Rachel is a lot like other 5-year-olds: She’s energetic, likes playing on the playground, exploring gardens and picking flowers.
That wasn’t the case a couple of years ago. As a 3-year-old, the mobile trailer where Rachel lived was small, dark, cold and dirty. She slept on an old crib mattress on the floor. Every morning she got up quickly when she heard her brothers’ voices, knowing if she waited too long there would be no Cheerios for her. She was not yet potty trained, hid her accidents and sat in wet pants all day. The only time she cried was when she was scolded or spanked.
It’s amazing what one phone call can do.
Rachel comes to Family Tree
Rachel’s mother, who is disabled, called Family Tree and asked for help. Now Rachel rides a school bus to class two mornings a week and begins the day with a healthy snack.
Rachel’s favorite part of the day at Family Tree is outdoor playtime. Before coming to Family Tree, she had never been on a playground, never even had others to play with.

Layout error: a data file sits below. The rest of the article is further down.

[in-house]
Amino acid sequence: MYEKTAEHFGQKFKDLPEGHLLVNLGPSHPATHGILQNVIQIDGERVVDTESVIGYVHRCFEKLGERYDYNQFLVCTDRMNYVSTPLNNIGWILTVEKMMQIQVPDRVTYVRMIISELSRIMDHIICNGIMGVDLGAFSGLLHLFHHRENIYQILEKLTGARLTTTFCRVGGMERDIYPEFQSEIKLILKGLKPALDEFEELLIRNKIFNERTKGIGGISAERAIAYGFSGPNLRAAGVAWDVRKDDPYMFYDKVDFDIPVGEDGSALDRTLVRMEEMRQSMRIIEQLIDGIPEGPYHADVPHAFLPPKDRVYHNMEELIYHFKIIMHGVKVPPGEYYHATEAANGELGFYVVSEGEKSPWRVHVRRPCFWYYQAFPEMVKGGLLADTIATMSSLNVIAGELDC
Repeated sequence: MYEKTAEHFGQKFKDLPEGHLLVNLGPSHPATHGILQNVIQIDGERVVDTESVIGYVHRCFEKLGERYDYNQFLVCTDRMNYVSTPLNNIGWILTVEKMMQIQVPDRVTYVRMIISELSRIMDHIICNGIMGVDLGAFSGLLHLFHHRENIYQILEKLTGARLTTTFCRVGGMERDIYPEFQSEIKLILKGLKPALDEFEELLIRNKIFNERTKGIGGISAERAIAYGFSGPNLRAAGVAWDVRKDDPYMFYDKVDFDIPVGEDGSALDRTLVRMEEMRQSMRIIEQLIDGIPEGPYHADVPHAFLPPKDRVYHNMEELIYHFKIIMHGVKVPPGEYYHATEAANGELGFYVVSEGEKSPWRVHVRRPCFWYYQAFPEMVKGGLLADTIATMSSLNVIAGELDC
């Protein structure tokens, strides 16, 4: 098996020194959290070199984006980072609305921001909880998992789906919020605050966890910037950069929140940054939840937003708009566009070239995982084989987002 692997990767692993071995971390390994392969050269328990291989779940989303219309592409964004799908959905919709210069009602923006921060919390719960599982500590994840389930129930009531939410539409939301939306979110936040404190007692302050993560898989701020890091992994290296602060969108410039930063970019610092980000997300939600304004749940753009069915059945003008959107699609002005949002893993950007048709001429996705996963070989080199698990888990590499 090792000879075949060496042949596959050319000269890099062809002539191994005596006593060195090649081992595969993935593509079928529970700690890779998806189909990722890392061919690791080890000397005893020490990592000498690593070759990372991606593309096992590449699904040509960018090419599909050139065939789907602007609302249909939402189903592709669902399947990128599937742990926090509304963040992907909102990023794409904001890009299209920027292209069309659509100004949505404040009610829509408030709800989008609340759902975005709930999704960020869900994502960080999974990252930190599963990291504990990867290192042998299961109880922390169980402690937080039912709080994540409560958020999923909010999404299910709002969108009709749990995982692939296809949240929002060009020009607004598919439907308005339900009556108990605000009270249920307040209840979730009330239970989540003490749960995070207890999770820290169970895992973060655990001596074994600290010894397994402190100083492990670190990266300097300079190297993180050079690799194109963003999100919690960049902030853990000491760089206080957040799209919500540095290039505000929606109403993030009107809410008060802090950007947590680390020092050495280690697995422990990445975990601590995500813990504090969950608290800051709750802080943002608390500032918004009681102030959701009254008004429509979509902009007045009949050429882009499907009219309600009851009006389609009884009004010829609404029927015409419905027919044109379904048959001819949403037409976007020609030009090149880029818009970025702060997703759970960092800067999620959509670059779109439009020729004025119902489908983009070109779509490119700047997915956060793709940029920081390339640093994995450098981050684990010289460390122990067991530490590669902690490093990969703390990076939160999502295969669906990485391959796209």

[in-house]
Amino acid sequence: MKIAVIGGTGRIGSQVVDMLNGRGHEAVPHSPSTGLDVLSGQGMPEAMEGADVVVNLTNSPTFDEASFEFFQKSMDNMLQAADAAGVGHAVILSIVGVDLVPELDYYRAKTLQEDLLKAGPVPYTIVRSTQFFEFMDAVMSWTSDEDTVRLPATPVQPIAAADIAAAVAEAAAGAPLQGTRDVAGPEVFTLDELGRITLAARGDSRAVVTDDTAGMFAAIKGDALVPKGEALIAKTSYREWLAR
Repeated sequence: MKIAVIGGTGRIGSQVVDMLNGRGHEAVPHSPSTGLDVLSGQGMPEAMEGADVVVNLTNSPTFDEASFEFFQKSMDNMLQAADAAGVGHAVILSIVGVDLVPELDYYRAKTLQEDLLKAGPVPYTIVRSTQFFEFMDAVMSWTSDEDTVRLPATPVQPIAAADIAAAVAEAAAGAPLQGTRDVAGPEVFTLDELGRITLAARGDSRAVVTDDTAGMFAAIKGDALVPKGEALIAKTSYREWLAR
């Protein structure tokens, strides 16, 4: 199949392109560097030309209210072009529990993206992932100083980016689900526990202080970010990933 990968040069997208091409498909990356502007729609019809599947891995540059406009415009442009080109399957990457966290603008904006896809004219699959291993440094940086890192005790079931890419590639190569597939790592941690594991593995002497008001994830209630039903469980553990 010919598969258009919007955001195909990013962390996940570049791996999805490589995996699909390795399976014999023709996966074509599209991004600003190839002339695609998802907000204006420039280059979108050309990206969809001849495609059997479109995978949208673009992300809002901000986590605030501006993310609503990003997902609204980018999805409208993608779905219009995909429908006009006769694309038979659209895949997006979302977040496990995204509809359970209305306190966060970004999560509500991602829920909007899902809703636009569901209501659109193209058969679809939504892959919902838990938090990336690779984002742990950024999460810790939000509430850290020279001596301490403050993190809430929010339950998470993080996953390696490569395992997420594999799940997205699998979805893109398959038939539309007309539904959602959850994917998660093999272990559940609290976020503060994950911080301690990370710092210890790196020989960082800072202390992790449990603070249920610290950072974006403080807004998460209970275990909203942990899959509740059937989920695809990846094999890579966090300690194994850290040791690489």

Like all the other children in the classroom, Rachel has specific goals she is working on. One is learning to use the potty. Through Family Tree’s parenting classes, her mother is also learning to encourage Rachel and be patient. Rachel’s Family Tree teacher visits Rachel’s trailer once a month. The teacher arrives with extra diapers and wipes. Having more than just one diaper a day for Rachel has really helped Rachel’s mother. And as the stress has subsided, Rachel’s inclination to use the potty has increased.
As time goes on, Rachel continues to grow. One day as she was running through the gardens and under the trees, she found a flower and asked to take it home to her mother. Rachel’s teacher gently wrapped the flower in a wet paper towel. Rachel could not contain her joy as she clutched the tiny flower meant for her mother.
The teacher driving the bus knew Rachel’s family well. She had seen changes in Rachel’s mother, who recently had been making an effort to wait for Rachel at their stop, rather than sending her older brother. As Rachel jumped from the bus, the teacher held her breath as she watched the moment unfold.
"Mommy, look what I brought you," said Rachel, placing the flower in her mother’s lap.
"It is beautiful," said Rachel’s mother, looking up at the teacher behind the wheel of the bus and giving a rare smile. "Just like you."
Rachel’s story isn’t unusual. In Linn County there are 6,789 children who are considered to be At-Risk.